The bedrock document anchoring the 1995 Nobel Peace Prize winning Pugwash Conferences on Science and World Affairs – the London Manifesto of July 1955 co-signed by our founder President Bertrand Russell and Albert Einstein – advocated the abolition of war and nuclear weapons. It said – “We have to learn to think in a new way. We have to learn to ask ourselves, not what steps can be taken to give military victory to whatever group we prefer, for there no longer are such steps; the question we have to ask ourselves is: what steps can be taken to prevent a military contest of which the issue must be disastrous to all parties?” This built upon the specific prohibition in the UN Charter of the “the threat or use of force against the territorial integrity or political independence of any state” (Article 2:4)
The just released U.K. Report of the Iraq Inquiry by Sir John Chilcot and others into the invasion of Iraq in 2003 by the US, UK and others raises this and other fundamental questions for the governments and citizens of the world to ponder over collectively. While being a commendable, if woefully belated, accountability mechanism on the abuse of power in a democracy the report uncovers the reckless pursuit of war as a subjective and self-interested means of achieving regime change on the pretext that weapons of mass destruction existed when the objective and scientific process of international verification remained incomplete.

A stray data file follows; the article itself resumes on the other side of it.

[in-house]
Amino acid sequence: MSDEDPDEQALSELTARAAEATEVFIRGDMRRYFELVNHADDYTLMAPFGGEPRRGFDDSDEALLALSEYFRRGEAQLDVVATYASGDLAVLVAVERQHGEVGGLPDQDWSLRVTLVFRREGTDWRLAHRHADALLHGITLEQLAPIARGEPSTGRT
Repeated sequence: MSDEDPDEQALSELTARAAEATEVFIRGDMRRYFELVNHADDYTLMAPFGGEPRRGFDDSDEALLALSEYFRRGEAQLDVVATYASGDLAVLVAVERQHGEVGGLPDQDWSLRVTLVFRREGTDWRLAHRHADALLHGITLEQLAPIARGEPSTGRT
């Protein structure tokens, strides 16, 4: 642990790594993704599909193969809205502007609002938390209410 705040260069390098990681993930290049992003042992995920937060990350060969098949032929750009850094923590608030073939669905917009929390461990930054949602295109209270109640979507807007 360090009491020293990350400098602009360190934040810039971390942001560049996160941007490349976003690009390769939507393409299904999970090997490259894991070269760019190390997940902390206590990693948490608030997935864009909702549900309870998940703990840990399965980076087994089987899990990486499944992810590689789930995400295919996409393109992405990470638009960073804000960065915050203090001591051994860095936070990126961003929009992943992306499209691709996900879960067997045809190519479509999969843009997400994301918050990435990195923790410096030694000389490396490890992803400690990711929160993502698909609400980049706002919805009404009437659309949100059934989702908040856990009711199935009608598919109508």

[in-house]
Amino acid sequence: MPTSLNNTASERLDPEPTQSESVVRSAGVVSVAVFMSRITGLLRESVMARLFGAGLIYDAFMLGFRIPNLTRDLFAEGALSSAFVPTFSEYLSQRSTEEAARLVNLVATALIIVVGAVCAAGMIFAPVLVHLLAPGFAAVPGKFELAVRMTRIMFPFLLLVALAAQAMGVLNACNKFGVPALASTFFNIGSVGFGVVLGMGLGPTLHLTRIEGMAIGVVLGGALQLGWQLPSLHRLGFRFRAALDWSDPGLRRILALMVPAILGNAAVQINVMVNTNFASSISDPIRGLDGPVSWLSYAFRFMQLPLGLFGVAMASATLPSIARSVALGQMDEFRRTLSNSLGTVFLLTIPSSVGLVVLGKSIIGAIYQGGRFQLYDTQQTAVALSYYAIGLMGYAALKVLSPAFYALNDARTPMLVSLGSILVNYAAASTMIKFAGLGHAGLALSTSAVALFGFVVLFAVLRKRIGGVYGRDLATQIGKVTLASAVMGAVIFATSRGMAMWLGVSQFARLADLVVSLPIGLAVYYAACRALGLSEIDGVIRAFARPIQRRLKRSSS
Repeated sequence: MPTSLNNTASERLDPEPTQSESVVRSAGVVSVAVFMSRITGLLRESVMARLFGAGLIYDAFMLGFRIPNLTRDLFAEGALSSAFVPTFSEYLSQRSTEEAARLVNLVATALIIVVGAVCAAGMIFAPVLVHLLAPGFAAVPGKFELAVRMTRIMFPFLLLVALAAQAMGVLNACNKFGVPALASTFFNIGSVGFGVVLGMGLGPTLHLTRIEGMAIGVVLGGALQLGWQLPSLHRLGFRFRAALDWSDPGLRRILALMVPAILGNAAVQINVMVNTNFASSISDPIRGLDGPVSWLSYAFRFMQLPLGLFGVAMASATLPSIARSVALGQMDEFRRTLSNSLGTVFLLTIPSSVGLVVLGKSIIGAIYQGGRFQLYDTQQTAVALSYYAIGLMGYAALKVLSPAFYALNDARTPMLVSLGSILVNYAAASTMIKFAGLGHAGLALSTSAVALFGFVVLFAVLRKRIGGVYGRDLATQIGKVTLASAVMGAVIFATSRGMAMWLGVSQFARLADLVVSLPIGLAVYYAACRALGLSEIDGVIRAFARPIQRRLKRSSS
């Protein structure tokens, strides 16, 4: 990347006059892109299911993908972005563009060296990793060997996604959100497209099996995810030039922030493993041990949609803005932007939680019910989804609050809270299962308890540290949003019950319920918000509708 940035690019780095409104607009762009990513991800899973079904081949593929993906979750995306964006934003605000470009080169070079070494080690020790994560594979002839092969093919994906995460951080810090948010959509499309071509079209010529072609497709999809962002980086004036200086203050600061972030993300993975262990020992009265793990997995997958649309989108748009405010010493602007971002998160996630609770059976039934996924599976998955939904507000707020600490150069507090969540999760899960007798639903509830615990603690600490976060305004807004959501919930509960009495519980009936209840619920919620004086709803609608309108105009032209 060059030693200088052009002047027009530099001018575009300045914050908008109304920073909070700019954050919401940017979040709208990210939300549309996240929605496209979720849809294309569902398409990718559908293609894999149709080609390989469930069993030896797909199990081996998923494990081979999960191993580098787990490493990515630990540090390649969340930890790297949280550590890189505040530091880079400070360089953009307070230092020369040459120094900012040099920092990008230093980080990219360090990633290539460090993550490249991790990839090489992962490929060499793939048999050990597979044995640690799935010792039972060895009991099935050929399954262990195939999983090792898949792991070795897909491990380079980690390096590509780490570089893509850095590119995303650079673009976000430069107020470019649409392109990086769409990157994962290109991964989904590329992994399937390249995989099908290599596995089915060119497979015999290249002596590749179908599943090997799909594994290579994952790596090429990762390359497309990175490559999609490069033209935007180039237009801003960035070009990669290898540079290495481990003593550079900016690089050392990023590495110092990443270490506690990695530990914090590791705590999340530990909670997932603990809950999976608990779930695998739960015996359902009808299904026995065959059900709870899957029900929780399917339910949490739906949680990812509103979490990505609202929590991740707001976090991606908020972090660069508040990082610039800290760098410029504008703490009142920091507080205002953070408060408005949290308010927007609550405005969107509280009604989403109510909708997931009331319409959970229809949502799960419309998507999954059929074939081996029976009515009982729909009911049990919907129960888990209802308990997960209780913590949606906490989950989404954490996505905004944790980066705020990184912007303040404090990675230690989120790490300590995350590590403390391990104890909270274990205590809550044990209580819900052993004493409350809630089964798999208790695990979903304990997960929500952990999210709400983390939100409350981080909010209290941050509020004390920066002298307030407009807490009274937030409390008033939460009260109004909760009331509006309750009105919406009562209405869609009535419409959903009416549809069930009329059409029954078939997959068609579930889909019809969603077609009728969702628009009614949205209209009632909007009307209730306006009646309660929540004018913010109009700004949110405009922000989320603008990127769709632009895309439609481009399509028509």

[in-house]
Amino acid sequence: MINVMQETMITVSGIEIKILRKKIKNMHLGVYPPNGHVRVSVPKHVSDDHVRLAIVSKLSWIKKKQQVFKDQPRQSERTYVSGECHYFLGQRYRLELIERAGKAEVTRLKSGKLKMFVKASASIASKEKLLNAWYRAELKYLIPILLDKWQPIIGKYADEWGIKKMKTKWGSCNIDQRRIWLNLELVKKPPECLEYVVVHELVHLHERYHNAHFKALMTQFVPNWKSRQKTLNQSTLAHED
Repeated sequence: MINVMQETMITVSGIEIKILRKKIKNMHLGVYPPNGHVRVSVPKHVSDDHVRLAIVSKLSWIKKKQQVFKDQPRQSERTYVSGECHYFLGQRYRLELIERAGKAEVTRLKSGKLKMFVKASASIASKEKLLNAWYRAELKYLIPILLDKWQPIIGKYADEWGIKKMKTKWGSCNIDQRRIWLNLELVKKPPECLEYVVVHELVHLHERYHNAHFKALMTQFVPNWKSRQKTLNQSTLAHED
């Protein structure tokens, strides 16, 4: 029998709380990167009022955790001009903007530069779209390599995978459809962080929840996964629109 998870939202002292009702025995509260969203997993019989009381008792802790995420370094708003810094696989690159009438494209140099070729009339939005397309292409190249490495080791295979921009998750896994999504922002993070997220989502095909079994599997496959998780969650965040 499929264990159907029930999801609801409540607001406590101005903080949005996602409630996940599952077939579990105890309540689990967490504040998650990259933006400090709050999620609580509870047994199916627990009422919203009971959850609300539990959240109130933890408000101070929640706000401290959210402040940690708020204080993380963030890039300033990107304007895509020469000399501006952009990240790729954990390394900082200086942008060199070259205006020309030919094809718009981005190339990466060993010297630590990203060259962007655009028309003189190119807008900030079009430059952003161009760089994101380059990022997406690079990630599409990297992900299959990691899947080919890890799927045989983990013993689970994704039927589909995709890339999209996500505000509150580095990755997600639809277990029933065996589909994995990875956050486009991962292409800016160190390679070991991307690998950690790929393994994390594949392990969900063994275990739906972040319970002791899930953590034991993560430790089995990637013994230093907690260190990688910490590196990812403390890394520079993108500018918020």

The invasion of Iraq and its aftermath contributed to the sectarian conflict – not just in Iraq but in the entire region – with tragic consequences for the people; and the unstoppable exodus of displaced persons and refugees to other regions of the world.
The Report does not come to any conclusions on the legality of the invasion despite the overwhelming global consensus on that issue but among other lessons we can learn are
– the inadmissibility of regime change as a unilateral act of any country or group of countries in a subjective judgment of threats to international peace and security
– the indispensable priority for peaceful settlement of disputes and diplomatic negotiations as we saw vindicated in the 2015 Joint Comprehensive Plan of Action (JCPOA) which resolved the Iranian nuclear dispute with the P5 plus I and a path which Pugwash is pursuing actively with regard to Afghanistan;
– the vital importance of international verification regimes such as those implemented by the Hague-based Chemical Weapons Convention Organisation in the Hague which eliminated chemical weapons in Syria and the Vienna-based Comprehensive Nuclear Test Ban Treaty Provisional Technical Secretariat which has successfully detected the nuclear weapon tests conducted by the Democratic People’s Republic of Korea.
In a world where nine countries possess over 15000 nuclear warheads and global military expenditure is at a staggering US $ 1676 billion, while terrorism fuelled by extremist ideologies add to the toxic mix of the traditional causes of war, the folly of not heeding the lessons of Chilcot will be catastrophic.
Jayantha Dhanapala, President
Paolo Cotta-Ramusino, Secretary General
Saideh Lotfian, Chair, Pugwash Council
Steve Miller, Chair, Executive Committee
Tatsujiro Suzuki, Pugwash Executive Committee
Sandra Ionno Butcher, Executive Director